Does education really want student voice? Spoiler alert: The answer is no — from by Jason Vest


If you’re as lucky as I am to be in a state like Virginia positioning itself to transform schools, you probably hear these phrases a lot: “innovation,” “learner-centered,” and “student voice.” We use these to convey the importance of transforming pedagogy and letting students have more autonomy in their education. You won’t find a teacher on the planet that doesn’t genuinely want their students to be self-advocates, know how to manage their time and themselves better, or have richer learning opportunities. But at times there is a huge discrepancy in what we say we want our kids to do and be and what our system actually supports. My most successful teaching experience, one that earned national recognition by The Aurora Institute, happened during our school’s study hall period. There’s no way I could have just decided to scrap my main Civics class and buck the existing curriculum and state standards to teach a class on design thinking and entrepreneurship – even if the students and their families wanted me to.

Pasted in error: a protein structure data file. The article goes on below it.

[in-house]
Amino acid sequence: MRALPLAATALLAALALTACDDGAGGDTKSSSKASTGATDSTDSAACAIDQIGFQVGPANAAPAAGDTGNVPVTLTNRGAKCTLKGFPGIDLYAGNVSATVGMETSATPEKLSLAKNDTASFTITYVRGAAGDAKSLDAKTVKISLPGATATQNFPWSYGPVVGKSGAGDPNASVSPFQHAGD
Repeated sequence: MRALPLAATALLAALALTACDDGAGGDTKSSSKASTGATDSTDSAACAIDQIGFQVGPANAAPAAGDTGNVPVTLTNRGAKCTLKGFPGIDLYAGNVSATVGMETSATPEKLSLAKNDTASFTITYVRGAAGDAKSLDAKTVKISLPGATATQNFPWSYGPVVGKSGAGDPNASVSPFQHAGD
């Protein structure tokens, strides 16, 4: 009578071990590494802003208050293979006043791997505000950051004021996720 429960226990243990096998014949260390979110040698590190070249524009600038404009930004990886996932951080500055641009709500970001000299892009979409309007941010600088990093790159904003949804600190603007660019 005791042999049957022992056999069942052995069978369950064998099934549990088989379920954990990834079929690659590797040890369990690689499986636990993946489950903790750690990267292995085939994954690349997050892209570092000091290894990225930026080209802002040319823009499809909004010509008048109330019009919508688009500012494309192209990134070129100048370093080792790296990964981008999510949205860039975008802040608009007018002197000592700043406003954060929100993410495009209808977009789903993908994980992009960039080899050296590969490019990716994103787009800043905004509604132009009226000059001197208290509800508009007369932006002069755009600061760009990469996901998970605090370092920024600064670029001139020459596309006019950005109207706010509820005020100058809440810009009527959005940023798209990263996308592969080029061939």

Another phrase we always say is “we want students to be college and career ready.” In reality though, only if that means they do so in a way that is non-threatening to our existing power structures.

Let me be clear: As it currently stands, we have more policies, systems, and structures currently in place that hinder students than those that help them. Anyone that believes otherwise should talk to any of my students.